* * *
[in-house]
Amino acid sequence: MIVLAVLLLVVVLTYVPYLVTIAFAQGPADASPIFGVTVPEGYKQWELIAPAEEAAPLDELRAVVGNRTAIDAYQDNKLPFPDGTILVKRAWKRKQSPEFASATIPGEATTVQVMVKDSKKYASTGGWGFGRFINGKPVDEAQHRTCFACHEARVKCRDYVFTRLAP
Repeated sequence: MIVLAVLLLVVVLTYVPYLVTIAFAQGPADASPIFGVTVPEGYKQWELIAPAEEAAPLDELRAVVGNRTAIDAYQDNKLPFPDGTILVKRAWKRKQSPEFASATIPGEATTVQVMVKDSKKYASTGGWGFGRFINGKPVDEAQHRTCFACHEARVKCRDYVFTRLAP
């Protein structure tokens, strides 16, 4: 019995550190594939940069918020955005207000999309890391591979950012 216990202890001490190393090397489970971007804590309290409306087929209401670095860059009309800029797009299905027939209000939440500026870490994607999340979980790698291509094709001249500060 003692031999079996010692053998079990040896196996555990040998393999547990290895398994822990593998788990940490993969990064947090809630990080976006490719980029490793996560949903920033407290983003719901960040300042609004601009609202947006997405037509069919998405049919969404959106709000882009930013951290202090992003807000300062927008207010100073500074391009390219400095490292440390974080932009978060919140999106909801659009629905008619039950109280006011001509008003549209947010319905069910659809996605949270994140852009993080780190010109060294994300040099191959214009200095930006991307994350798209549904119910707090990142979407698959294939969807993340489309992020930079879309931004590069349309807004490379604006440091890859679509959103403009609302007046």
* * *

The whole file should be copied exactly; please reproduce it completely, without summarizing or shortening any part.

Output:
[in-house]
Amino acid sequence: MIVLAVLLLVVVLTYVPYLVTIAFAQGPADASPIFGVTVPEGYKQWELIAPAEEAAPLDELRAVVGNRTAIDAYQDNKLPFPDGTILVKRAWKRKQSPEFASATIPGEATTVQVMVKDSKKYASTGGWGFGRFINGKPVDEAQHRTCFACHEARVKCRDYVFTRLAP
Repeated sequence: MIVLAVLLLVVVLTYVPYLVTIAFAQGPADASPIFGVTVPEGYKQWELIAPAEEAAPLDELRAVVGNRTAIDAYQDNKLPFPDGTILVKRAWKRKQSPEFASATIPGEATTVQVMVKDSKKYASTGGWGFGRFINGKPVDEAQHRTCFACHEARVKCRDYVFTRLAP
């Protein structure tokens, strides 16, 4: 019995550190594939940069918020955005207000999309890391591979950012 216990202890001490190393090397489970971007804590309290409306087929209401670095860059009309800029797009299905027939209000939440500026870490994607999340979980790698291509094709001249500060 003692031999079996010692053998079990040896196996555990040998393999547990290895398994822990593998788990940490993969990064947090809630990080976006490719980029490793996560949903920033407290983003719901960040300042609004601009609202947006997405037509069919998405049919969404959106709000882009930013951290202090992003807000300062927008207010100073500074391009390219400095490292440390974080932009978060919140999106909801659009629905008619039950109280006011001509008003549209947010319905069910659809996605949270994140852009993080780190010109060294994300040099191959214009200095930006991307994350798209549904119910707090990142979407698959294939969807993340489309992020930079879309931004590069349309807004490379604006440091890859679509959103403009609302007046």